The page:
That’s more or less true, but there really is no difference between a realized lazy sequence and an ordinary non-lazy list. Once it is realized, that is exactly what you get: the head of a linked list with no laziness left in it, which is the whole purpose of doall. But you get back the head of the same list you started with, for efficiency. It is just no longer lazy.
There would be no benefit to copying everything into new list nodes in doall, and a cost in terms of time, newly allocated structures, and garbage. If you really want to incur those costs, you can (for example) create a vector from the head of the lazy sequence. The unwrap example you give above can be replaced with just this: (into  items) or even (vec items).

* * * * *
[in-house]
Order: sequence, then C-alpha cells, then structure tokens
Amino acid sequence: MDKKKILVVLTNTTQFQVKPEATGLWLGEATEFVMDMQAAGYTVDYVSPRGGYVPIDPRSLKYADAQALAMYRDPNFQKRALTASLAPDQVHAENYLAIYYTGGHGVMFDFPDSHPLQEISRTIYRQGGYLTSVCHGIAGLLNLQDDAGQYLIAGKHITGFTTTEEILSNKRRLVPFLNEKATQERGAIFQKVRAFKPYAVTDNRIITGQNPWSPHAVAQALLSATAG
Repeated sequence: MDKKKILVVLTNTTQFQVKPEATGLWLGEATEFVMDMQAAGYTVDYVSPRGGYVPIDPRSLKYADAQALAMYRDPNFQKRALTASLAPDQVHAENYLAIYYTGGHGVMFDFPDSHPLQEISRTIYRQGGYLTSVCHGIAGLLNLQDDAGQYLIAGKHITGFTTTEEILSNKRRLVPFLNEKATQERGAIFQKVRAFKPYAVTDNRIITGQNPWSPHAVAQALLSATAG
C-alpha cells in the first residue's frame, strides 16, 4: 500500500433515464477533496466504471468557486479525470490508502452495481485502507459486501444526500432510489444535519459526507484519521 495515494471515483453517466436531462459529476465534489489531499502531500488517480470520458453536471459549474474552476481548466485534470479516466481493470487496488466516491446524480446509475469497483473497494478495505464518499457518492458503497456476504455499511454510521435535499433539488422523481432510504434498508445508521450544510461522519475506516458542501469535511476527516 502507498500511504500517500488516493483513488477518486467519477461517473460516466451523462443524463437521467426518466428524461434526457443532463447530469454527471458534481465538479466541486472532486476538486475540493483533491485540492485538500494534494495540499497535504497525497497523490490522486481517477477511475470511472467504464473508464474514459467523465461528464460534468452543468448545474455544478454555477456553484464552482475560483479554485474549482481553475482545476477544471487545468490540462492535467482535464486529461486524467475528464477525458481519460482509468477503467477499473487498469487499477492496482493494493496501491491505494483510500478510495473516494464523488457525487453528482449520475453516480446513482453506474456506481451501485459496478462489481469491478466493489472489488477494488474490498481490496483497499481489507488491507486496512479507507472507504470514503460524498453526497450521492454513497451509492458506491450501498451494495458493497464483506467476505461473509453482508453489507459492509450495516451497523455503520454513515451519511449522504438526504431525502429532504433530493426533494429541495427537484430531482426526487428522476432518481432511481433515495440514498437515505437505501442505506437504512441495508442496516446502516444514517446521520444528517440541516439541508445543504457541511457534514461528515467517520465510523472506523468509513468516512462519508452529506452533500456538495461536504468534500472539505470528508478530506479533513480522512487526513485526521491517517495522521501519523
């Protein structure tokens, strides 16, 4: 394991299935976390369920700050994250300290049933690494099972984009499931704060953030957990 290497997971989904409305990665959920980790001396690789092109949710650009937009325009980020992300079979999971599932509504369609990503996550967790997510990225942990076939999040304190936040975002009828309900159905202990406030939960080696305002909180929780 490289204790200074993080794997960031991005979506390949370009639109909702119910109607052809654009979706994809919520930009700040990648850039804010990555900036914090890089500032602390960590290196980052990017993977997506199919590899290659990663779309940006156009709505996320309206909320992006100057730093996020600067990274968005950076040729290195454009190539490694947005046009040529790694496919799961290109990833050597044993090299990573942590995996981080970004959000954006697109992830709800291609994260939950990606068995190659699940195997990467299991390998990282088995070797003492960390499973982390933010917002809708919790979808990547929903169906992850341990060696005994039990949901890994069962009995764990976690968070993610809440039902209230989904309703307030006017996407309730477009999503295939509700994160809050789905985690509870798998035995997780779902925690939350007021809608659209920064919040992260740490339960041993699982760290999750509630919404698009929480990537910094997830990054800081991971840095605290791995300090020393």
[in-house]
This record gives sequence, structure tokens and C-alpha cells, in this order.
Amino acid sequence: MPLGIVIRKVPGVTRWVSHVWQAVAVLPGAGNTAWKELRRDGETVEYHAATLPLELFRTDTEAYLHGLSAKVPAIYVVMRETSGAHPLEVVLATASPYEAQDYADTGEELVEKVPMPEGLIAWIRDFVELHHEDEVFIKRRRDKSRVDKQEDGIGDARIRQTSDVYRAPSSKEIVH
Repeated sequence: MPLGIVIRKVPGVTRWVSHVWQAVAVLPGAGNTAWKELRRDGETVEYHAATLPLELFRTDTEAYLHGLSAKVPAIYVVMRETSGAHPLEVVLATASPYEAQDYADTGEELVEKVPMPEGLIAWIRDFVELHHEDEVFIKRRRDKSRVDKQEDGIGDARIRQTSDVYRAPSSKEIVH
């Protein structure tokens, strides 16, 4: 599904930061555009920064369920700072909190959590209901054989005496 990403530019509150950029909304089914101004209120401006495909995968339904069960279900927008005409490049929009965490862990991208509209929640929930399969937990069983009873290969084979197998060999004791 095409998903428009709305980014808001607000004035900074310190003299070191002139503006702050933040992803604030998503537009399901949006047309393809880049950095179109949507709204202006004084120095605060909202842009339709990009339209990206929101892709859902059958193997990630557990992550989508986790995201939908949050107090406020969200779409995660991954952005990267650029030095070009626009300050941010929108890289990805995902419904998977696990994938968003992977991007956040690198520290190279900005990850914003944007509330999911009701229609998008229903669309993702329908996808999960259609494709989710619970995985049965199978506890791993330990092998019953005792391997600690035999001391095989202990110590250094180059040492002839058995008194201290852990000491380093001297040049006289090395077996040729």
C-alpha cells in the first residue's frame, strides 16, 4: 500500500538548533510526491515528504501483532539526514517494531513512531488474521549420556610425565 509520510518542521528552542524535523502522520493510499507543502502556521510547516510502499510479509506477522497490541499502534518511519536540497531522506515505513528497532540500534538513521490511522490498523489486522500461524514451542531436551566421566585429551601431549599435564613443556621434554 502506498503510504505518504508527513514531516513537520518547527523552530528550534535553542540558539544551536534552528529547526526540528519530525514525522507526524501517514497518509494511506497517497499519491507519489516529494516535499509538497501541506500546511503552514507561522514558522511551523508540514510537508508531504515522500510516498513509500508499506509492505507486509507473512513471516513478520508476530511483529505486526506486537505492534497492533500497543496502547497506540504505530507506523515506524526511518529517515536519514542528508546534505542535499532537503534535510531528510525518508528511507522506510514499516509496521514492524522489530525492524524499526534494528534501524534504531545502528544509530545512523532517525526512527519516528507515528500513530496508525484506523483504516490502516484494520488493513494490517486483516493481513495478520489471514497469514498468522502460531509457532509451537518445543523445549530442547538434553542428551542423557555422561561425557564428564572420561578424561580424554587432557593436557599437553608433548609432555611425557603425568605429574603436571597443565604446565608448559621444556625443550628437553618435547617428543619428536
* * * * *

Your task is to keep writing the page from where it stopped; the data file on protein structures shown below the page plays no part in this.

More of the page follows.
There is really no way around the fact that lazy evaluation confuses and confounds people who are not used to it. There are going to be far more weird surprises in your future until it becomes second nature.
Another thing to consider is that generally the only reason you use doall is if there are side effects that occur during the computation of the lazy elements of the sequence, and you need those side effects to happen now. Otherwise you don’t care when (if ever) the laziness is resolved. But there are many bugs that result from people putting, for example, network operations inside a (for …) and never doing anything with the lazy result that comes back, and then wondering why the network operations never took place. Eventually you learn that the right construct for code like that is (doseq …), not (for …).